Around 80% of my clients have wills incorporating testamentary trusts, because people's lives are becoming more complicated and they're wanting to cover all those different scenarios. Essentially, the testamentary trust is more for the beneficiaries than the testators as they won't be around when it's being administered.

How can a superannuation benefit trusts help my client? 

With all the uncertainty around regulatory changes in the super system, super death benefits trusts can provide flexibility in the estate planning process for self-managed superannuation fund (SMSF) trustees and advisers. We often see SMSF professionals consider trusts as a way to work around the impact of the transfer balance cap rules on death benefits. Setting up a death benefit trust as part of the client’s will also gives estate executors more options to deal with future changes to super rules. SMSF professionals do need to be aware though of the limitations of such a trust, which is of benefit to the deceased’s dependents and can’t be created after the client’s death.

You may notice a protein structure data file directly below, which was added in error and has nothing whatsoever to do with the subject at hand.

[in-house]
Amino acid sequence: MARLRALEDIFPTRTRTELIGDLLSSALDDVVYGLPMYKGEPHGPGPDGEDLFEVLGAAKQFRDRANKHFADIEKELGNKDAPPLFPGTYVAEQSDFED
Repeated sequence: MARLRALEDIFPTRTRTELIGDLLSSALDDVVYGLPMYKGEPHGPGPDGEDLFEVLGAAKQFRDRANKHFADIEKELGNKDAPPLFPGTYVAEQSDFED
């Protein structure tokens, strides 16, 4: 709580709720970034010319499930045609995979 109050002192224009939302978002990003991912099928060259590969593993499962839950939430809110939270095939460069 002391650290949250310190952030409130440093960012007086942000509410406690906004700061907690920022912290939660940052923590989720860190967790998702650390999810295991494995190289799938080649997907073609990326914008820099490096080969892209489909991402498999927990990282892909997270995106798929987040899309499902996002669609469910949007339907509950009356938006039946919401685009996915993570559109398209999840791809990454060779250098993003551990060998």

Preparing for the practicalities of death 

Now is the time to be having these important conversations with clients as many put estate planning at the top of their to-do list during the COVID-19 pandemic. 

Crucially, it will empower your clients with the knowledge to make informed and confident decisions around their estate and end of life. It’s imperative everyone understands they can do simple things now to make sure their wishes are fulfilled, and loved ones are looked after.  

Anna Hacker is principal of Australian Unity Trustees Legal Services.